The central aims of the study are to better prepare for clinical trials by defining the best outcome measures for assessing how effective prospective therapies in dysferlinopathy are and to gain a stronger understanding of disease progression.
On a mission to cure muscular dystrophies caused by dysferlin protein deficiency—which includes Limb-girdle muscular dystrophy type 2B (LGMD2B) and Miyoshi Myopathy type 1 (MMD1) which are collectively called Dysferlinopathy—the Jain Foundation initiated, funded and has been heavily involved in the analysis of the Clinical Outcome Study for Dysferlinopathy (COS). The central aims of the study are to better prepare for clinical trials by defining the best outcome measures for assessing how effective prospective therapies in dysferlinopathy are, and to gain a stronger understanding of disease progression.
In an exclusive interview with Rare Disease Report® (RDR®), co-principle investigators at the University of Newcastle in the United Kingdom, Anna Mayhew, PhD, and Volker Straub, MD, PhD and Laura Rufibach, PhD, Co-President of the Jain Foundation, provide details regarding the initial COS study (COS1), what has been learned so far, and how COS1 laid the groundwork for the upcoming second international natural history study of dysferlinopathy, COS2.
Rare Disease Report®: Can you provide some background on the COS1 study?
Mayhew: The initial COS study (COS1) started in 2012 and continued through March 2018. The grant of about 2 and a half million pounds funded by the Jain Foundation, included funding for data management, magnetic resonance imaging (MRI), patient expenses, as well as the collection of the natural history data.
We didn’t have any disease-specific functional outcome measures to work with, so we took what was available, reviewed those, and used the best assessment for the study visits. The study included the collection of natural history data mainly related to functional outcome measures and measures of muscle strength, as well as the assessment of respiratory function in these patients. Even though respiratory function hasn’t been considered to be a major problem for these patients, we wanted to double check the impact of the disease on respiratory muscles.
We had a set of timed functional tests, some of which had a very functional relationship, such as the time it takes it to get out of a chair, walk 3 meters, turn around and sit back down again, and the 6-minute walk test, which has been used a lot in other neuromuscular trials.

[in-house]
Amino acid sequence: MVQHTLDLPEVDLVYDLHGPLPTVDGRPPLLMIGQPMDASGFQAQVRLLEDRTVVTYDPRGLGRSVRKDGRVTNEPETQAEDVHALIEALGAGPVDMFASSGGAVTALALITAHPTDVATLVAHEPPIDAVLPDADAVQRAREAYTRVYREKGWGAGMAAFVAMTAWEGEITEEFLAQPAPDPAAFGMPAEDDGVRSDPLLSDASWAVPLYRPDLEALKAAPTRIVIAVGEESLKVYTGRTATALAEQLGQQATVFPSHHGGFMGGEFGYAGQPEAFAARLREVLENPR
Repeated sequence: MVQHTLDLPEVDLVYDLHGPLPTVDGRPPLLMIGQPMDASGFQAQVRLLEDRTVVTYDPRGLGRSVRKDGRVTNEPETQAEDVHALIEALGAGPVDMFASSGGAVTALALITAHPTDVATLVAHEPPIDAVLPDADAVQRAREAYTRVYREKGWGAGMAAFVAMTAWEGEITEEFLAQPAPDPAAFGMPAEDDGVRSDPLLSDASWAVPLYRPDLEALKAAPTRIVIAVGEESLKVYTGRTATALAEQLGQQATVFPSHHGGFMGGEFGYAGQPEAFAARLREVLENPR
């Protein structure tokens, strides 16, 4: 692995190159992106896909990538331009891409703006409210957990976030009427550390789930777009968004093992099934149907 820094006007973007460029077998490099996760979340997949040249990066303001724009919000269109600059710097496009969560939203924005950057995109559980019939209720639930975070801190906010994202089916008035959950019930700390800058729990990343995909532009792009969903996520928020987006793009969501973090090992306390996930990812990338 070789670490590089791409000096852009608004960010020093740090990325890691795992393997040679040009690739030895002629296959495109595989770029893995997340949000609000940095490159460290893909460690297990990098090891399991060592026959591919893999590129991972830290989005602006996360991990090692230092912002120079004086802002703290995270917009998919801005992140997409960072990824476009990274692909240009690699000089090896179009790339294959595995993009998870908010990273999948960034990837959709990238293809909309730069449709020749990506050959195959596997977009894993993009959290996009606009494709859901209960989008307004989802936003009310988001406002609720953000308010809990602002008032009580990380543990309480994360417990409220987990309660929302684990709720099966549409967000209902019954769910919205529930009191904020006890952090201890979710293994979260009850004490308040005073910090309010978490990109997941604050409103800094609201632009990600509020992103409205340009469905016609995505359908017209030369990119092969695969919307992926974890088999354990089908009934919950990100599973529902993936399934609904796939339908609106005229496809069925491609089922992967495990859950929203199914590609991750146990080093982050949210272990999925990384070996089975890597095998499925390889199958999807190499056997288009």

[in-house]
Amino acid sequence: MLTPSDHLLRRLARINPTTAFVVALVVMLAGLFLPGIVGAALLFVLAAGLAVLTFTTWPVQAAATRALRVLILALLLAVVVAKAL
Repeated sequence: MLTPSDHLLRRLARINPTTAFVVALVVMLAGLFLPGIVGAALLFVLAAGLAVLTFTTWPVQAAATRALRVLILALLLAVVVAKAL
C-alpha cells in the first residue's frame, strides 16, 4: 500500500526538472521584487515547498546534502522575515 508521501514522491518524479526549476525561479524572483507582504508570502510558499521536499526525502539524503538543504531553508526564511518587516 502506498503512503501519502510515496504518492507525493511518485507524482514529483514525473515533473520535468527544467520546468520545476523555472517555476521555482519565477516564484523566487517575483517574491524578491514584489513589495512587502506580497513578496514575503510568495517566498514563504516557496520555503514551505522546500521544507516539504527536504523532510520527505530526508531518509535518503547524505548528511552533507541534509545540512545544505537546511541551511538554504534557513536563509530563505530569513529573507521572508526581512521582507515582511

The study visits also included a medical assessment, laboratory tests, electrocardiogram (ECG), echocardiogram, as well as a plethora of MRI outcomes. Most of these [measures] were conducted initially at the screening and baseline visits to establish a firm baseline assessment, especially for patients who weren’t used to doing these tests before. These initial visits were followed by a 6-month, 1 year, 2 years, and 3 years assessment. A lot of time went into designing standard operating procedures and training the physiotherapists to ensure everyone was trained regardless of whether staff changed.
In terms of recruitment, 209 dysferlinopathy patients were recruited. As it was very important to include those who were able to walk, as well as those who were no longer walking, the study had about 75% who were walking and 25% who were not walking. The study consortium included 15 sites with 5 of those being in the United States, eight in Europe, 1 in Australia, and 1 in Japan.
We now have a vast quantity of data collected for each patient over 3 years. However, we didn’t wait until the end of the 3 years to begin data analysis; we began to review baseline data early on. Since the study began, we have conducted a lot of analysis, and out of that analysis has come several publications that are very important to the community, including the baseline paper, a letter regarding exercise in this group, and evaluation of muscle MRI. There is still more data to be analyzed, as well as more publications to be prepared.
A very important outcome of the COS1 study is that we started off without a clear picture of which outcomes were best for assessing dysferlinopathy, and we now find ourselves with the opportunity to make good recommendations moving forward and are able to deliver to industry a set of outcome measures we think are most suitable for assessing if any treatment would be effective or not in dysferlinopathy.
How will the COS2 study take this research a step further?
Rufibach: The main objectives of COS2 are to validate the findings from COS1 through further evaluation of the current COS patients and the recruitment of new participants, to better understand the transition from ambulant to non-ambulant, refine subgroup characteristics, and identify early indicators/predictors of decline.